Professional Architects and Designers in Solihull Est. 1981

riba chartered architects practice in solihull

10 things builders need to know about working with domestic clients

Posted in Top Tips | Written by Vicki Potter

We believe that developing and maintaining trust between a builder and their domestic clients is paramount for the project to run smoothly. For over 40 years, Cross and Craig have fostered relationships between homeowners and builders locally. Based on our experience, here are our top tips to help nurture a good relationship with your client, and some guidance on how your architect can help.

1.Always visit the client before providing your quote. Many clients will dismiss your tender if you haven’t made the time to visit the property and talk through the project with them. Contractors are not always chosen on price. Some clients will go with a higher price to work with the firm they liked best at their first meeting.

builders scaffolding for domestic project

2. Be explicit in your quote. Money is always tight on projects and domestic clients will assume your price is a fixed final price unless you state clearly what is excluded.

3. If you include for every eventuality, you will price yourself our of the job. Just be clear in your quote what might incur extra costs so that everyone has realistic expectations. (As contract administrators, part of our role is helping explain these situations if and when they occur, such as the foundations needing to go deeper than the standard 1m).

4. Most people appreciate that programmes are out of date as soon as they are issued, but issue one anyway. Don’t be overly optimistic about the speed your team works. Manage expectations. If you start running behind, just be honest about it with your client. Experience has shown us that it is better to have these hard conversations early on, even if you think you can catch up the time.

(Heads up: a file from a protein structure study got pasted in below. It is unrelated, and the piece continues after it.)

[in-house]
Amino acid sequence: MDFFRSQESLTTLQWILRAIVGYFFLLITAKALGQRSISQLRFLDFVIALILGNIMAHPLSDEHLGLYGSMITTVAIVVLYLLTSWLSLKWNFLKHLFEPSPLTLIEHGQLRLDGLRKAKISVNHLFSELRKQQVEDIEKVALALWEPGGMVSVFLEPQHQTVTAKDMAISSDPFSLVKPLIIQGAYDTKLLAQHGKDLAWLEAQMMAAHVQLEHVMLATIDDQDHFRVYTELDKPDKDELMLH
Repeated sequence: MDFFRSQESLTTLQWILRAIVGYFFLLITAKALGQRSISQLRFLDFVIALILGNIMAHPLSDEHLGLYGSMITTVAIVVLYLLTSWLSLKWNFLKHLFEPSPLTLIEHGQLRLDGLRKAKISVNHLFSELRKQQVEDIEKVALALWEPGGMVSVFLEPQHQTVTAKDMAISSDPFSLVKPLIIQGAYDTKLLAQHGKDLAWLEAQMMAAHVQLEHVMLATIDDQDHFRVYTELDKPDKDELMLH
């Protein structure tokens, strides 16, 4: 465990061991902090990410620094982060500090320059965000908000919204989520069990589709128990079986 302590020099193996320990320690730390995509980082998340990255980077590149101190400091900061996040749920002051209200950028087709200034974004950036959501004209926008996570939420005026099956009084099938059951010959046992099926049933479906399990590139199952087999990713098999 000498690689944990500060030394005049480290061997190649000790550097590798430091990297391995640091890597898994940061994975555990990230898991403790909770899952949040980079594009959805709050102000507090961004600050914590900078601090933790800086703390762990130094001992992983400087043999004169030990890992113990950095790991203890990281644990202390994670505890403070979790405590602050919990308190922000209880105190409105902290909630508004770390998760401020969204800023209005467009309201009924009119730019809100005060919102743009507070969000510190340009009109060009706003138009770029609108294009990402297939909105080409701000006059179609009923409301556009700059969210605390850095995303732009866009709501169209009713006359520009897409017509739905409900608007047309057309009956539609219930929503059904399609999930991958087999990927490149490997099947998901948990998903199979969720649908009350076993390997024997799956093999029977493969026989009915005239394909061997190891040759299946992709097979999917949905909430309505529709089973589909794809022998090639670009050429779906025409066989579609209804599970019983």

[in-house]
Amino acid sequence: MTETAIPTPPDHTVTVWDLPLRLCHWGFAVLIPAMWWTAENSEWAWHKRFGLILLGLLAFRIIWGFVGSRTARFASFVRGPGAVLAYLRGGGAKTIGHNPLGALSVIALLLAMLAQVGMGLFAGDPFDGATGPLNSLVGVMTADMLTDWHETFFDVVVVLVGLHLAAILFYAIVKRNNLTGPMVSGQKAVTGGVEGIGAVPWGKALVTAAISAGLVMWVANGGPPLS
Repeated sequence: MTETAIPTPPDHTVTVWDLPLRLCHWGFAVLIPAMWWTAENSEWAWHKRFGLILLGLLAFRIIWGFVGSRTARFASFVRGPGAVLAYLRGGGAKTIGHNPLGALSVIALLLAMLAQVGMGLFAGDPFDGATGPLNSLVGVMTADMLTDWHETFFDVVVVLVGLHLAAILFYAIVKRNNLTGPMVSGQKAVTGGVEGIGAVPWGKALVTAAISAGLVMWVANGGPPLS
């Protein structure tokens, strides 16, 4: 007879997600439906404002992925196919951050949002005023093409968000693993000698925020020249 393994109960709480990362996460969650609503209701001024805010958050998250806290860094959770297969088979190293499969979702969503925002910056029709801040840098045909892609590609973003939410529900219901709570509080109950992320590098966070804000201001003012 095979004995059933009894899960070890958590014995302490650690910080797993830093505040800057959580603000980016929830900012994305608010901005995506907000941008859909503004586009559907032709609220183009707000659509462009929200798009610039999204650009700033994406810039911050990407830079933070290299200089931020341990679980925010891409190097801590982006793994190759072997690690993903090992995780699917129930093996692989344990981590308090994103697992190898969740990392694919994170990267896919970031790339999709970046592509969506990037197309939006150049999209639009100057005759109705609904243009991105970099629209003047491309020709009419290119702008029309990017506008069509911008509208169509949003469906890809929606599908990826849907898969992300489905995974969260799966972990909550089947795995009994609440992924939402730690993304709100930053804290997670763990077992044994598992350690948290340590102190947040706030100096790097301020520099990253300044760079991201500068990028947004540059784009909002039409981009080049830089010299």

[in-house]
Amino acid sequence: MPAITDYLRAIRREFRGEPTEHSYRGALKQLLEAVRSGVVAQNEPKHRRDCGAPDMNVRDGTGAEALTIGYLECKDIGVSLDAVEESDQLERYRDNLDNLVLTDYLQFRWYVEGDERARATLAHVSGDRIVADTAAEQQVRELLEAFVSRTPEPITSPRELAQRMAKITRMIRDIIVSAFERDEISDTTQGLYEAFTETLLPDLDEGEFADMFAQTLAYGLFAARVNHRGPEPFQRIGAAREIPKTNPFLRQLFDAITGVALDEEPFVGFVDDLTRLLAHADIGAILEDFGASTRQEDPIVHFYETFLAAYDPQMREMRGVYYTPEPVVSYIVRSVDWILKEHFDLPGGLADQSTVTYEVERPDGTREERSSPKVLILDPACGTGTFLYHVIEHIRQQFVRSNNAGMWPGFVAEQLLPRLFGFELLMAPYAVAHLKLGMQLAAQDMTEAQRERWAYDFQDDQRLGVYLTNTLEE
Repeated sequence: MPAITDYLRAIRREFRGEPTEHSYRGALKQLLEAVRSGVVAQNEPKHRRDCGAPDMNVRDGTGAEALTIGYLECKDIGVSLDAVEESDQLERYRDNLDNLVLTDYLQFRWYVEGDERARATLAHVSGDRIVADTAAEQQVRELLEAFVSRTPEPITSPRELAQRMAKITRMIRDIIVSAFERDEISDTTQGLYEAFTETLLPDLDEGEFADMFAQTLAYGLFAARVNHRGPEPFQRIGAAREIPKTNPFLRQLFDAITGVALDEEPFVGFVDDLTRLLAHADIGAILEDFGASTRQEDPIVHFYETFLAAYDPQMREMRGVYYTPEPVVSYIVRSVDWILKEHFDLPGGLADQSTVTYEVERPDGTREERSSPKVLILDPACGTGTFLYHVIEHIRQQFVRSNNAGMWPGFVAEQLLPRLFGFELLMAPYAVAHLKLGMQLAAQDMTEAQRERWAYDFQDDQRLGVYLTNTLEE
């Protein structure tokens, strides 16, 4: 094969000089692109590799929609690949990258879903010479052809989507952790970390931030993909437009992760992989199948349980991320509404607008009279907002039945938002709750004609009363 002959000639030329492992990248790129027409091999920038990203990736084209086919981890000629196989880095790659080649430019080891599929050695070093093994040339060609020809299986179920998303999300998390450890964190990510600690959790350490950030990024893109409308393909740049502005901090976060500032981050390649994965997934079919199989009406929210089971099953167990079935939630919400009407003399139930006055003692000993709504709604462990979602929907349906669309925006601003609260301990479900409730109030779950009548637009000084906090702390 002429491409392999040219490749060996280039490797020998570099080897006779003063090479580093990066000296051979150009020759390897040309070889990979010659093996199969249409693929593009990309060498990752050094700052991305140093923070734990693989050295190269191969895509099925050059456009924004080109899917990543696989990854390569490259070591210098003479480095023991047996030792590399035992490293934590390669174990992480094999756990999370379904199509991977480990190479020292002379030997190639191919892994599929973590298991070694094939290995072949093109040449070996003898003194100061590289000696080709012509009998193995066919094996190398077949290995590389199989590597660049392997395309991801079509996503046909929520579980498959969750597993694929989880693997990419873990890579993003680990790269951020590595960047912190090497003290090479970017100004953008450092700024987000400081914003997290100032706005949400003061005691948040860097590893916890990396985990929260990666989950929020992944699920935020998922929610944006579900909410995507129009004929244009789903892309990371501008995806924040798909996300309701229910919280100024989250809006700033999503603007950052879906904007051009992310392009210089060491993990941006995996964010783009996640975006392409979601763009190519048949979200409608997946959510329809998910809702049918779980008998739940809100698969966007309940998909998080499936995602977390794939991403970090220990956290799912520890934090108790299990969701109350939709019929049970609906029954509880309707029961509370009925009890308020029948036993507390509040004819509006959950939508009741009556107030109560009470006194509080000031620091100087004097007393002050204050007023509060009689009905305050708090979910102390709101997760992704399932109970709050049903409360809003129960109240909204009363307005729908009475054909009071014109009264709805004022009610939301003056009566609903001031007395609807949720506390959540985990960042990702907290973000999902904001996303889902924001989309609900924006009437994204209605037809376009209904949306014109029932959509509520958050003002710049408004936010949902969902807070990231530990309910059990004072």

5. Keep the client up to date with extra costs, as you go along. It is the unexpected extras that suddenly appear on the final account that always cause the disputes. (Part of our role on site is recording these variations as the project goes along).

6. No matter how much pressure you are under, don’t do extra work without agreeing a budget price first. If the client does not agree with your costing, you will be out of pocket and the trust will be gone.

7. It is extremely stressful living on site during an extension or refurbishment project. Domestic clients want the project over as quickly as possible. If you don’t have enough people on site each day, they will feel neglected and lose patience. Overrun is the most common reason for the relationship to break down. Particularly if you have other local sites so the clients can easily monitor the progress on their extension compared to your other projects. Again communications is the key. Let your client know if there will not be anyone on site for a few days whilst the screed dries, for example, or whilst you are waiting for materials to be delivered. 

8. Remember that tradesmen talk and the clients will invariable overhear them. If your subcontractors are complaining about an issue, the client can lose faith in your ability to complete the project, even if it is a misunderstanding.  

9. If you are not an expert, just say no. Clients respect honesty. Don’t fit a kitchen, lay a lawn, tarmac a drive or fit a ventilation system just because the client wants you to. Everyone makes mistakes when they are not familiar with a product or its’ installation, and your clients will start to doubt the quality of everything else you have built as well. (Your architect can help explain this to the clients and assist you in finding a specialist if you need one).

10. Get up to speed with the new Building Safety Act 2023 and your obligations as Principal Contractor. Be aware that if there are no detailed construction drawings or you are making design changes to the approved drawings during the build, you may also be taking on the role of Principal Designer. As such, you will need to sign a declaration to Building Control that your designs are compliant with the Building Regulations in order for a Completion Certificate to be issued.

If you are not comfortable taking on the liability of designing the construction details, or your insurance won’t cover you for this, insist to your client that they obtain a Building Control level drawing from their architect. Rather than apply for a Building Notice, the detailed drawings should receive a Building Control Full Plans approval before work starts. 

Some builders like to deal directly with their domestic clients. However, your architect can help avoid many of these issues. At Cross and Craig, we manage the requirements of Building Control and other legislation. Part of our role is making any design changes required and ensuring they are compliant and approved. We can document any variations during the work, agree them with the clients and issue extensions of time and valuations.

For further information about the role your architect can play during the construction phase of the domestic project, please do get in touch with us on 01564 773927 or


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